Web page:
Part of the fascination of Liszt lies in his contradictory personality. He could be as arrogant and egocentric as, at other times, he was humble and self-effacing; he was profoundly spiritual, yet delighted in the pleasures of the flesh - he had at least 26 major love affairs and fathered several illegitimate children; he was attracted to the life of a recluse, yet loved luxury and the adulation of the public; he practised at the highest level of his art, yet could indulge in meretricious theatrics; he was a Casanova, yet having taken orders in the Catholic Church, in 1865 he became an abbe...Liszt offered his students little technical advice, expecting them to "wash their dirty linen at home," as he phrased it. Instead, he focused on musical interpretation with a combination of anecdote, metaphor and wit. He advised one student tapping out the opening chords of Beethoven's Waldstein Sonata, "Do not chop beefsteak for us." To another who blurred the rhythm in Liszt's Gnomenreigen (usually done by playing the piece too fast in the composer's presence): "There you go, mixing salad again." Liszt also wanted to avoid creating carbon copies of himself; rather, he believed in preserving artistic individuality.
There were some pieces which Liszt famously refused to hear at his masterclasses. Among them were Carl Tausig's transcription of J. S. Bach's organ Toccata and Fugue in D minor, and Chopin's Scherzo No. 2 in B-flat minor. Liszt also did not like to hear his own Polonaise No. 2 in E Major, as it was overplayed and frequently badly played.
Liszt did not charge for lessons. He was troubled when German newspapers published details of pedagogue Theodor Kullak's will, revealing that Kullak had generated more than one million marks from teaching. "As an artist, you do not rake in a million marks without performing some sacrifice on the altar of Art," Liszt told his biographer Lina Ramann. However, Carl Czerny charged an expensive fee for lessons and even dismissed Stephen Heller when he was unable to afford to pay for his lessons. Interestingly, Liszt spoke very fondly of his former teacher—who gave lessons to Liszt free of charge—to whom Liszt dedicated his Transcendental Etudes. He wrote the Allgemeine musikalische Zeitung, urging Kullak's sons to create an endowment for needy musicians, as Liszt himself frequently did.There are few, if any, good sources that give an impression of how Liszt really sounded from the 1820s. Carl Czerny claimed Liszt was a natural who played according to feeling, and reviews of his concerts especially praise the brilliance, strength and precision in his playing. At least one also mentions his ability to keep absolute tempo, which may be due to his father's insistence that he practice with a metronome. His repertoire at this time consisted primarily of pieces in the style of the brilliant Viennese school, such as concertos by Hummel and works by his former teacher Czerny, and his concerts often included a chance for the boy to display his prowess in improvisation.Following the death of Liszt's father in 1827 and his hiatus from the life as a touring virtuoso, it is likely Liszt's playing gradually developed a more personal style. One of the most detailed descriptions of his playing from this time comes from the winter of 1831/1832, during which he was earning a living primarily as a teacher in Paris. Among his pupils was Valerie Boissier, whose mother Caroline kept a careful diary of the lessons. From her we learn that:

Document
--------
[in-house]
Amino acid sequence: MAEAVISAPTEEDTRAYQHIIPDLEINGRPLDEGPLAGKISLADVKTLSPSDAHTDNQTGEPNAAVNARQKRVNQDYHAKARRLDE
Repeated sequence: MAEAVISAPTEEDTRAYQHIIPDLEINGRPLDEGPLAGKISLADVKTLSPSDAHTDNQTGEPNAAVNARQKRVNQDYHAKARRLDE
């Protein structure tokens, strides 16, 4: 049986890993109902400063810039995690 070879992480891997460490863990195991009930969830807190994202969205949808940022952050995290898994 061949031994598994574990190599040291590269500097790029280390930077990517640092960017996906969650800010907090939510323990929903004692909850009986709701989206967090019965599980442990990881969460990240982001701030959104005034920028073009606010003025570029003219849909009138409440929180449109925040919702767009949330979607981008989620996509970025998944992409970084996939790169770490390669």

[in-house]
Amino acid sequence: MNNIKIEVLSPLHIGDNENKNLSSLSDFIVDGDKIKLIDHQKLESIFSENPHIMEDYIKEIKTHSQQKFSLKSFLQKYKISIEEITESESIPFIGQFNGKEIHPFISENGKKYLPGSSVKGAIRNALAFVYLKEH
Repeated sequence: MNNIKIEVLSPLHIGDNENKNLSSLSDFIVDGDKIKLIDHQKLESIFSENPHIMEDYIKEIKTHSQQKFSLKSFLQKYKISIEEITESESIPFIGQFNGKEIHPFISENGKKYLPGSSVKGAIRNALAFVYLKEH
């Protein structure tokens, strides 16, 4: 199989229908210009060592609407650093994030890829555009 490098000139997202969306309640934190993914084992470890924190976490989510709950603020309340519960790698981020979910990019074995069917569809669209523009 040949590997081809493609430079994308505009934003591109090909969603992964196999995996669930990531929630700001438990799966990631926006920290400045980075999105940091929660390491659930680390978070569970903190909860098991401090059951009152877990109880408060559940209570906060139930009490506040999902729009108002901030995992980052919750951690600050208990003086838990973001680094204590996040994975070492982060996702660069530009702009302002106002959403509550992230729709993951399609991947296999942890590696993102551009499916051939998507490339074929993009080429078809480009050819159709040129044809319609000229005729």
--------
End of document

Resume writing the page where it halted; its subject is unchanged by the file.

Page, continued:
Possibly influenced by Paganini's showmanship, once Liszt began focusing on his career as a pianist again, his emotionally vivid presentations of the music were rarely limited to mere sound. His facial expression and gestures at the piano would reflect what he played, for which he was sometimes mocked in the press.[n 7] Also noted were the extravagant liberties he could take with the text of a score at this time. Berlioz tells us how Liszt would add cadenzas, tremolos and trills when playing the first movement of Beethoven's Moonlight Sonata, and created a dramatic scene by changing the tempo between Largo and Presto.[n 8] In his Baccalaureus letter to George Sand from the beginning of 1837, Liszt admitted that he had done so for the purpose of gaining applause, and promised to follow both the letter and the spirit of a score from then on. It has been debated to what extent he realized his promise, however. By July 1840 the British newspaper The Times could still report:M. Liszt's playing contains abandonment, a liberated feeling, but even when it becomes impetuous and energetic in his fortissimo, it is still without harshness and dryness. [...] [He] draws from the piano tones that are purer, mellower and stronger than anyone has been able to do; his touch has an indescribable charm. [...] He is the enemy of affected, stilted, contorted expressions. Most of all, he wants truth in musical sentiment, and so he makes a psychological study of his emotions to convey them as they are. Thus, a strong expression is often followed by a sense of fatigue and dejection, a kind of coldness, because this is the way nature works.